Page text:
The Minnesota Pollution Control Agency (MPCA) has upgraded the severity and geographic range of an air pollution health advisory issued yesterday, placing the eastern two-thirds of Minnesota, including all of Fillmore County and most of Houston County, under an air pollution health alert.

In this portion of the state, air quality conditions are considered unhealthy for sensitive groups.

Strong temperature inversions, snow melt, and morning fog are trapping fine particle pollution near the surface across much of the state today. Air quality conditions are expected to improve as a slow-moving frontal system passes over Minnesota. Conditions will first improve in the west and are expected to improve in the easternmost parts of the state by this evening. Updated information on air quality conditions across the state is available on the MPCA's Air Quality Index website at

The air pollution health alert issued for western Minnesota, which was scheduled to run through noon today, has been cancelled. Since 5 a.m. Friday, air monitors in western Minnesota indicate that cleaner air has moved into the region.

The MPCA issues an air pollution health alert when air quality conditions reach levels that are unhealthy for sensitive groups, or an Air Quality Index greater than 101. An air pollution health advisory is issued when air quality conditions are expected to approach levels that are unhealthy for sensitive groups, but the Air Quality Index is not expected to reach 101.

At-risk populations: Fine-particle pollution is expected to reach a level considered unhealthy for sensitive groups. Populations sensitive to fine particles include those with pre-existing cardiovascular or respiratory disease, the elderly, children, and individuals who participate in activities requiring extended or heavy exertion, both indoors and outdoors. Members of these groups are encouraged to postpone or reduce vigorous activity and minimize exposure to local sources of air pollution (i.e.,heavy-duty vehicle traffic, wood fires and candles). Even individuals who are otherwise healthy may experience health effects when pollution levels increase.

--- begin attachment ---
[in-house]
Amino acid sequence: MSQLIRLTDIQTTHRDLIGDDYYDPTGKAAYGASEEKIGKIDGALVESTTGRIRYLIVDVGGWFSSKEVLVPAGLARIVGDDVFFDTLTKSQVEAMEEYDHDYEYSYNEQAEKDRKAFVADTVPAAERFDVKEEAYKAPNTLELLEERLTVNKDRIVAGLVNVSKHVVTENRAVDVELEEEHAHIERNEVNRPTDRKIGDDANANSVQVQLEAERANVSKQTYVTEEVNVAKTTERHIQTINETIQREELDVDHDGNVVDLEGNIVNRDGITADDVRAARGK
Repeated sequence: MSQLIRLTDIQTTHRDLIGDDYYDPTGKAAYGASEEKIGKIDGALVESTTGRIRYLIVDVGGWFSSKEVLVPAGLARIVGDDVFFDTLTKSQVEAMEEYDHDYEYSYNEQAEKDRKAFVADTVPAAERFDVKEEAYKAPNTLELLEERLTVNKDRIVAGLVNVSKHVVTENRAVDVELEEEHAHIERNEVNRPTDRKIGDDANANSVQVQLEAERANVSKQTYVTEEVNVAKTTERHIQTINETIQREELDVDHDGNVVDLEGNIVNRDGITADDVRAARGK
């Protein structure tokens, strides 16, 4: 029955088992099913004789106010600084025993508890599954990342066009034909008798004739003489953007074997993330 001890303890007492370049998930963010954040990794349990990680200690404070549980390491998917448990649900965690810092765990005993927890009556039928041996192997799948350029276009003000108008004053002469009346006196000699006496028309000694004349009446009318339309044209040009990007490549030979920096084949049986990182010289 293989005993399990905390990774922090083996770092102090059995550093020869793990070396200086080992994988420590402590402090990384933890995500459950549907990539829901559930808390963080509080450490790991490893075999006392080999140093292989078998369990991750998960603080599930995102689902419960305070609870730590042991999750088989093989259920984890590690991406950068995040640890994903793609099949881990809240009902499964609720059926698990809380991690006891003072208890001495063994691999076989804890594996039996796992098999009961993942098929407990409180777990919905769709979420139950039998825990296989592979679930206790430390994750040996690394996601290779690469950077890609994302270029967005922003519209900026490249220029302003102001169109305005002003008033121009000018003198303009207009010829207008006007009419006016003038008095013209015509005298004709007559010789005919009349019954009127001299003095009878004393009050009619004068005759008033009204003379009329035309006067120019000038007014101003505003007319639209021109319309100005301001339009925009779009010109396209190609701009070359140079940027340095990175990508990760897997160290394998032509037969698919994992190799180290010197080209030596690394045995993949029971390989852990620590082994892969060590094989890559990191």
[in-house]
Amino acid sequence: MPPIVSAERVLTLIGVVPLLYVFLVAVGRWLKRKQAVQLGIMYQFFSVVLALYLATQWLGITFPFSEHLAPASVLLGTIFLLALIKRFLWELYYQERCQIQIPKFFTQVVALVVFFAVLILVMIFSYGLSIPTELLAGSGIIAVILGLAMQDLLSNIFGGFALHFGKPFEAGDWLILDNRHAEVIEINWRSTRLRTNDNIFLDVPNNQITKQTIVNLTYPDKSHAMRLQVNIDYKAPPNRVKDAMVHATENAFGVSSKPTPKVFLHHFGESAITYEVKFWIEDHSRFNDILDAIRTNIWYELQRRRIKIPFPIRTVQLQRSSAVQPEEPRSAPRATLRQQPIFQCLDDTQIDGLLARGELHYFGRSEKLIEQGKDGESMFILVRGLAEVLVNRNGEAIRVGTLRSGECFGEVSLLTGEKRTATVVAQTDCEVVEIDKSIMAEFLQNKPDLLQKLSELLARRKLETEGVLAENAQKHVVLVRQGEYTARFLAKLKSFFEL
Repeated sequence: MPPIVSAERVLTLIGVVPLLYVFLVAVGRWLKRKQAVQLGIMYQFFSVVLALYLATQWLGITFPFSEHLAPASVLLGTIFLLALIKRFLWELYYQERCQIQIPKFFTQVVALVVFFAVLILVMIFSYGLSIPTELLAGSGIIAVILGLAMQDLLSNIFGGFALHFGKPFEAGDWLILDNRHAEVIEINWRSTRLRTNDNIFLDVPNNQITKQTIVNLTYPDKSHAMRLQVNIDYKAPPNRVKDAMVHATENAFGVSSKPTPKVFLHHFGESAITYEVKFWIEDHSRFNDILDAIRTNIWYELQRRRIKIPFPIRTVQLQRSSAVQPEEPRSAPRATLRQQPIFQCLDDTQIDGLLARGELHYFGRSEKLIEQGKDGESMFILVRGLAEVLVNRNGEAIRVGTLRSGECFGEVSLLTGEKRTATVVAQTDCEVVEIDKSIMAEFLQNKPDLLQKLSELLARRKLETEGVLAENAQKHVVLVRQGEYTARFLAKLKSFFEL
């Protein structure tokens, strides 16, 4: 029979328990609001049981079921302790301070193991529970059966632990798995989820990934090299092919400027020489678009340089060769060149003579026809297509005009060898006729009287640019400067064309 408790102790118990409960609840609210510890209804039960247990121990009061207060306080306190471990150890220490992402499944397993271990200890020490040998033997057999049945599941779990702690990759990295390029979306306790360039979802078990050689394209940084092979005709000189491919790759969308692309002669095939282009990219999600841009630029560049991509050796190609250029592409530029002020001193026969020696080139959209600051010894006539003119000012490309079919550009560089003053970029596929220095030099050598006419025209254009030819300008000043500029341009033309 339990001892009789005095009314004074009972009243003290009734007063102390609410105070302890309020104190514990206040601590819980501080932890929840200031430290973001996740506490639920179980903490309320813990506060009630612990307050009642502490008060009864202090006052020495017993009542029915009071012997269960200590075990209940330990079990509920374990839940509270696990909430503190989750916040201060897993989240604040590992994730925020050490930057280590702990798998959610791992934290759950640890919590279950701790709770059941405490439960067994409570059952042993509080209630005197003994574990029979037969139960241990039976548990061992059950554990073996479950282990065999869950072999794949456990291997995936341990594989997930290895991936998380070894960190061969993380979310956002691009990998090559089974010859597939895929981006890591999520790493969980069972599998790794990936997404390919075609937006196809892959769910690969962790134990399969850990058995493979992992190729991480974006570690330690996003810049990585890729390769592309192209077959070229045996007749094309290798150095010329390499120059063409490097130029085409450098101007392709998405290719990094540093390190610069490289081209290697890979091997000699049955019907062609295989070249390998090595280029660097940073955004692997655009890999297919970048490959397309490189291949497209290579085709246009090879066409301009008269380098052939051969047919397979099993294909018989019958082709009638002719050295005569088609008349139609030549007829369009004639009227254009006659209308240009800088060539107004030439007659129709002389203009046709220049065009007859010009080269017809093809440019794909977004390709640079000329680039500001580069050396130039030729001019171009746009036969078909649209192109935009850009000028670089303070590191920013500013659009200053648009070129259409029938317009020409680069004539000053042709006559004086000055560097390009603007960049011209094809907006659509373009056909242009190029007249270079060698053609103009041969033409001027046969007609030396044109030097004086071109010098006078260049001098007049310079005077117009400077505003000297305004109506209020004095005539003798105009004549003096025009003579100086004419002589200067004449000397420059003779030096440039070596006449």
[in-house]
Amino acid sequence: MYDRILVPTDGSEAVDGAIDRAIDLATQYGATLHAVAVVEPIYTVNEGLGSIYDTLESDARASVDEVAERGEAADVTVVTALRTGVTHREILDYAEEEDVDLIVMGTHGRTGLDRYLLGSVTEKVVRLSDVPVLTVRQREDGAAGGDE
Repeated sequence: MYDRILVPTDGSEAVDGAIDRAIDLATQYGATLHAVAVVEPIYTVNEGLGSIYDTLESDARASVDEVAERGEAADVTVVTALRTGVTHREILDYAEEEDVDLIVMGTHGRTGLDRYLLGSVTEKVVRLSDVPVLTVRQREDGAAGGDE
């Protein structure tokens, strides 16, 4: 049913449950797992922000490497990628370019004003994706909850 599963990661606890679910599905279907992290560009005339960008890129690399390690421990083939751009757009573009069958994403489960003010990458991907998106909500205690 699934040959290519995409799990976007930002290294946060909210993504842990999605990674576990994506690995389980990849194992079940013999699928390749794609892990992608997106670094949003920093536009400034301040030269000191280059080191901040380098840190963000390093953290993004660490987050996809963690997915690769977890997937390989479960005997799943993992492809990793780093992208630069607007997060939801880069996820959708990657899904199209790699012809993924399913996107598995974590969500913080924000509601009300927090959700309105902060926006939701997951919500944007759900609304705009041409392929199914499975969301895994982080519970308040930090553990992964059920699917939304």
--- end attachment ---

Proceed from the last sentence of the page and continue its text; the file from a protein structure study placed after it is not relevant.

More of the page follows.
Health impacts: Exposure to high levels of fine particles has been linked with both respiratory and cardiovascular health effects. Fine particles may exacerbate pre-existing health conditions and may cause individuals to experience chest pain, shortness of breath, wheezing, coughing or fatigue. If you experience these symptoms, contact your physician.

Pollution-reduction tips: Fine particles are produced from combustion activities, which include fossil fuel-based energy generation, motor vehicle exhaust, gasoline-powered yard and lawn equipment, and wood burning. Conserving energy, buying clean renewable power, and using alternate means of transportation, such as mass transit, will all reduce your daily contribution to air pollution. During air quality alerts, residents are particularly encouraged to postpone or reduce vehicle trips and engine idling, reduce the use of gasoline-powered equipment, and avoid burning wood.

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